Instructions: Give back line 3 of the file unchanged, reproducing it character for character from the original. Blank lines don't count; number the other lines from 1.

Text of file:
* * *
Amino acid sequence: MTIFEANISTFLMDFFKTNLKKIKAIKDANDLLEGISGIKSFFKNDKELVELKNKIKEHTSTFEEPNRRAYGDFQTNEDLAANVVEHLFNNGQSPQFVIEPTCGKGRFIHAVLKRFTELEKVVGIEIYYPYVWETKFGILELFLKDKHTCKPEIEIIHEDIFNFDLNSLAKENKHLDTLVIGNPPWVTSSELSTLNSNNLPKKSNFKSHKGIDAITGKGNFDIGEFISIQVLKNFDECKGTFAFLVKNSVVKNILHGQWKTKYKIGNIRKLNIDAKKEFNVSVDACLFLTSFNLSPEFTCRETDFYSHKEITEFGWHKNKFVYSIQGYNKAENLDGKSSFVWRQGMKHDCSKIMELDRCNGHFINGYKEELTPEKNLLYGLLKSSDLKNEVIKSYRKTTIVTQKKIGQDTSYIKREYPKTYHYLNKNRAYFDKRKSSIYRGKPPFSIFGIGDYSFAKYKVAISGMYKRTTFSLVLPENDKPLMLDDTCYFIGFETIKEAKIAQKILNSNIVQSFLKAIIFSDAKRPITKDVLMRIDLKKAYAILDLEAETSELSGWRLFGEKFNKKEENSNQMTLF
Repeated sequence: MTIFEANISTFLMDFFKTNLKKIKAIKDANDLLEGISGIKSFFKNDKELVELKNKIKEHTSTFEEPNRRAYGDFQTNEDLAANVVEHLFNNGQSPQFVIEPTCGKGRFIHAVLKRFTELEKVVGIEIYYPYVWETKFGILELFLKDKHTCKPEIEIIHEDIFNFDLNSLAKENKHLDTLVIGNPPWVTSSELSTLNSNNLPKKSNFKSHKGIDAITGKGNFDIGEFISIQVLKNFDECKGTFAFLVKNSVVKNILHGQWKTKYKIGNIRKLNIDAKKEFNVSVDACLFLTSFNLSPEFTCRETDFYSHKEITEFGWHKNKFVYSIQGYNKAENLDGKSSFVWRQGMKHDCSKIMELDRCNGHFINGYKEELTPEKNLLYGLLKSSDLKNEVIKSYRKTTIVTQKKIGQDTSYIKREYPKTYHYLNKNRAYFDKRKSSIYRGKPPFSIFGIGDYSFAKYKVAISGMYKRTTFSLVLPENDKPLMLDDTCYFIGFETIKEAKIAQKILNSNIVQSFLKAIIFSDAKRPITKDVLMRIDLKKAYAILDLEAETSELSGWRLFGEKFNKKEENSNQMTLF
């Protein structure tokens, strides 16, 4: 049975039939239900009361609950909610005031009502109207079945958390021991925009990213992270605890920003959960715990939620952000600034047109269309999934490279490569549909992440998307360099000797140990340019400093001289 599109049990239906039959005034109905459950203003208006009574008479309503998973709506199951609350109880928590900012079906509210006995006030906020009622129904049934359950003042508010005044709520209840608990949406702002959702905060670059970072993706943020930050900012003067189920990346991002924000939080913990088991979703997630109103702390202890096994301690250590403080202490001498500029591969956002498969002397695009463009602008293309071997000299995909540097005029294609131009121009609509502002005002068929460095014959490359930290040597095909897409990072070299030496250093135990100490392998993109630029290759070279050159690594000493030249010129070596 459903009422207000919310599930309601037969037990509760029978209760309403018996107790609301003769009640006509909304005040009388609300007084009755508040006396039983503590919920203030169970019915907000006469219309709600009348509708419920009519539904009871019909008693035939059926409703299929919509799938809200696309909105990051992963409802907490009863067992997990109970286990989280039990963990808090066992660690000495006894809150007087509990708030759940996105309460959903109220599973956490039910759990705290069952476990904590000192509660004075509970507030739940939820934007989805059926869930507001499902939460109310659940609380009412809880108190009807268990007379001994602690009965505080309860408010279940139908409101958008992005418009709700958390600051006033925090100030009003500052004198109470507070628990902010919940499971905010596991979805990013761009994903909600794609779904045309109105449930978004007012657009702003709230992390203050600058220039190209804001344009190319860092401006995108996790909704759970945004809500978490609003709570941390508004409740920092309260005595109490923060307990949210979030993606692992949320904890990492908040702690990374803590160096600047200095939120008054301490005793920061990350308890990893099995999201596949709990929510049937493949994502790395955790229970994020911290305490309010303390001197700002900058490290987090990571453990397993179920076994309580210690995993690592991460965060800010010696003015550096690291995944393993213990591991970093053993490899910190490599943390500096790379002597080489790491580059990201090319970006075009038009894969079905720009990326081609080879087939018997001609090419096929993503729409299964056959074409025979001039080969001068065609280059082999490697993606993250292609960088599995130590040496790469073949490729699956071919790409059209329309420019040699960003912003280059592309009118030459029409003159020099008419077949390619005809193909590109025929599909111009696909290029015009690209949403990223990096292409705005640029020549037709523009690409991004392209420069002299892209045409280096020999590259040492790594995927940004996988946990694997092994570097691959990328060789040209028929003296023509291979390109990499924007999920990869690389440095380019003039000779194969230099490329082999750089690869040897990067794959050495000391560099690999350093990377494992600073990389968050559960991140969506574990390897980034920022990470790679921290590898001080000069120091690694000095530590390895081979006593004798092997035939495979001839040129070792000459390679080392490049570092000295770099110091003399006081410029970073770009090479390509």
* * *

């Protein structure tokens, strides 16, 4: 049975039939239900009361609950909610005031009502109207079945958390021991925009990213992270605890920003959960715990939620952000600034047109269309999934490279490569549909992440998307360099000797140990340019400093001289 599109049990239906039959005034109905459950203003208006009574008479309503998973709506199951609350109880928590900012079906509210006995006030906020009622129904049934359950003042508010005044709520209840608990949406702002959702905060670059970072993706943020930050900012003067189920990346991002924000939080913990088991979703997630109103702390202890096994301690250590403080202490001498500029591969956002498969002397695009463009602008293309071997000299995909540097005029294609131009121009609509502002005002068929460095014959490359930290040597095909897409990072070299030496250093135990100490392998993109630029290759070279050159690594000493030249010129070596 459903009422207000919310599930309601037969037990509760029978209760309403018996107790609301003769009640006509909304005040009388609300007084009755508040006396039983503590919920203030169970019915907000006469219309709600009348509708419920009519539904009871019909008693035939059926409703299929919509799938809200696309909105990051992963409802907490009863067992997990109970286990989280039990963990808090066992660690000495006894809150007087509990708030759940996105309460959903109220599973956490039910759990705290069952476990904590000192509660004075509970507030739940939820934007989805059926869930507001499902939460109310659940609380009412809880108190009807268990007379001994602690009965505080309860408010279940139908409101958008992005418009709700958390600051006033925090100030009003500052004198109470507070628990902010919940499971905010596991979805990013761009994903909600794609779904045309109105449930978004007012657009702003709230992390203050600058220039190209804001344009190319860092401006995108996790909704759970945004809500978490609003709570941390508004409740920092309260005595109490923060307990949210979030993606692992949320904890990492908040702690990374803590160096600047200095939120008054301490005793920061990350308890990893099995999201596949709990929510049937493949994502790395955790229970994020911290305490309010303390001197700002900058490290987090990571453990397993179920076994309580210690995993690592991460965060800010010696003015550096690291995944393993213990591991970093053993490899910190490599943390500096790379002597080489790491580059990201090319970006075009038009894969079905720009990326081609080879087939018997001609090419096929993503729409299964056959074409025979001039080969001068065609280059082999490697993606993250292609960088599995130590040496790469073949490729699956071919790409059209329309420019040699960003912003280059592309009118030459029409003159020099008419077949390619005809193909590109025929599909111009696909290029015009690209949403990223990096292409705005640029020549037709523009690409991004392209420069002299892209045409280096020999590259040492790594995927940004996988946990694997092994570097691959990328060789040209028929003296023509291979390109990499924007999920990869690389440095380019003039000779194969230099490329082999750089690869040897990067794959050495000391560099690999350093990377494992600073990389968050559960991140969506574990390897980034920022990470790679921290590898001080000069120091690694000095530590390895081979006593004798092997035939495979001839040129070792000459390679080392490049570092000295770099110091003399006081410029970073770009090479390509």